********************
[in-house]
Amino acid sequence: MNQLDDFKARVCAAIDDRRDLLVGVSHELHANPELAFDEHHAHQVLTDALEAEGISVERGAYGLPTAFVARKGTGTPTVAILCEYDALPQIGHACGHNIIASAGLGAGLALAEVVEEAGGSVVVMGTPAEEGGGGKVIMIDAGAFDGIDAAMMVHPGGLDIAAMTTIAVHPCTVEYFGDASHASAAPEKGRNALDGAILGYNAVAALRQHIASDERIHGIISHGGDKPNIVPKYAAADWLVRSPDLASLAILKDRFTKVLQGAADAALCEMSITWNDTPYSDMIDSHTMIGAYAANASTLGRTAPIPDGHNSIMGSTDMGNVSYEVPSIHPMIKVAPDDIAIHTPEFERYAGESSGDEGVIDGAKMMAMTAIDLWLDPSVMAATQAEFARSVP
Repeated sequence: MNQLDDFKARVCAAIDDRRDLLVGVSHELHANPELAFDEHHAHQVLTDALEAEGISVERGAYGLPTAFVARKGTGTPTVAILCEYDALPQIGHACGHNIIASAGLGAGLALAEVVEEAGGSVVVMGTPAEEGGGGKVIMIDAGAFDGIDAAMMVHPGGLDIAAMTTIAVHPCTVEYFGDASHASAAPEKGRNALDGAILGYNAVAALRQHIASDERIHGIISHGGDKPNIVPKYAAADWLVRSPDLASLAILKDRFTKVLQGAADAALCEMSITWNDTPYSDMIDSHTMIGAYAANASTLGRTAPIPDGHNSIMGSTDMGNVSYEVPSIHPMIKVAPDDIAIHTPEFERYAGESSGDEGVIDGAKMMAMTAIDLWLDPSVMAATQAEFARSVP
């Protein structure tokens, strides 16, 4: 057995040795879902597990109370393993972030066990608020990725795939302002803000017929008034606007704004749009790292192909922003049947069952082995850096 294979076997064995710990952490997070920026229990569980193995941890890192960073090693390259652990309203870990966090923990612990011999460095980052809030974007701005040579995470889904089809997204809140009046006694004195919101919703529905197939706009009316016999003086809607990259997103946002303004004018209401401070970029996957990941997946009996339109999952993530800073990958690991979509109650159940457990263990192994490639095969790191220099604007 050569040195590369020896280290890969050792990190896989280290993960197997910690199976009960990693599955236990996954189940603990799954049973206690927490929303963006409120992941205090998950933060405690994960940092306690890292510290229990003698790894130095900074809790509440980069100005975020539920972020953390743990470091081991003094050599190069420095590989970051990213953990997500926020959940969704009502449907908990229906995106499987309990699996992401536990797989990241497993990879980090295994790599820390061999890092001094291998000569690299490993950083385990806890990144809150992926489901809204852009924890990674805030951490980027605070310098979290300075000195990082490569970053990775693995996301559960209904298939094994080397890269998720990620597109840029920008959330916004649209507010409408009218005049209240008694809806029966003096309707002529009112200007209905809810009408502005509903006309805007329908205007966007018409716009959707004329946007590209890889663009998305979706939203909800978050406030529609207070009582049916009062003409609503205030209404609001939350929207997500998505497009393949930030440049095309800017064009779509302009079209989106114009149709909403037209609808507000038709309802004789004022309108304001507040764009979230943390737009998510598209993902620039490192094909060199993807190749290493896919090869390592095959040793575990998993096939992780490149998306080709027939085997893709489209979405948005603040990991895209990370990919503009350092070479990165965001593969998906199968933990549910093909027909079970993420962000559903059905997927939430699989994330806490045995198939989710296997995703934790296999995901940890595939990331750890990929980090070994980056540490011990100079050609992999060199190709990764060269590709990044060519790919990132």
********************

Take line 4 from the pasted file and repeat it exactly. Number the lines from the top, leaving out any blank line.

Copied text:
């Protein structure tokens, strides 16, 4: 057995040795879902597990109370393993972030066990608020990725795939302002803000017929008034606007704004749009790292192909922003049947069952082995850096 294979076997064995710990952490997070920026229990569980193995941890890192960073090693390259652990309203870990966090923990612990011999460095980052809030974007701005040579995470889904089809997204809140009046006694004195919101919703529905197939706009009316016999003086809607990259997103946002303004004018209401401070970029996957990941997946009996339109999952993530800073990958690991979509109650159940457990263990192994490639095969790191220099604007 050569040195590369020896280290890969050792990190896989280290993960197997910690199976009960990693599955236990996954189940603990799954049973206690927490929303963006409120992941205090998950933060405690994960940092306690890292510290229990003698790894130095900074809790509440980069100005975020539920972020953390743990470091081991003094050599190069420095590989970051990213953990997500926020959940969704009502449907908990229906995106499987309990699996992401536990797989990241497993990879980090295994790599820390061999890092001094291998000569690299490993950083385990806890990144809150992926489901809204852009924890990674805030951490980027605070310098979290300075000195990082490569970053990775693995996301559960209904298939094994080397890269998720990620597109840029920008959330916004649209507010409408009218005049209240008694809806029966003096309707002529009112200007209905809810009408502005509903006309805007329908205007966007018409716009959707004329946007590209890889663009998305979706939203909800978050406030529609207070009582049916009062003409609503205030209404609001939350929207997500998505497009393949930030440049095309800017064009779509302009079209989106114009149709909403037209609808507000038709309802004789004022309108304001507040764009979230943390737009998510598209993902620039490192094909060199993807190749290493896919090869390592095959040793575990998993096939992780490149998306080709027939085997893709489209979405948005603040990991895209990370990919503009350092070479990165965001593969998906199968933990549910093909027909079970993420962000559903059905997927939430699989994330806490045995198939989710296997995703934790296999995901940890595939990331750890990929980090070994980056540490011990100079050609992999060199190709990764060269590709990044060519790919990132």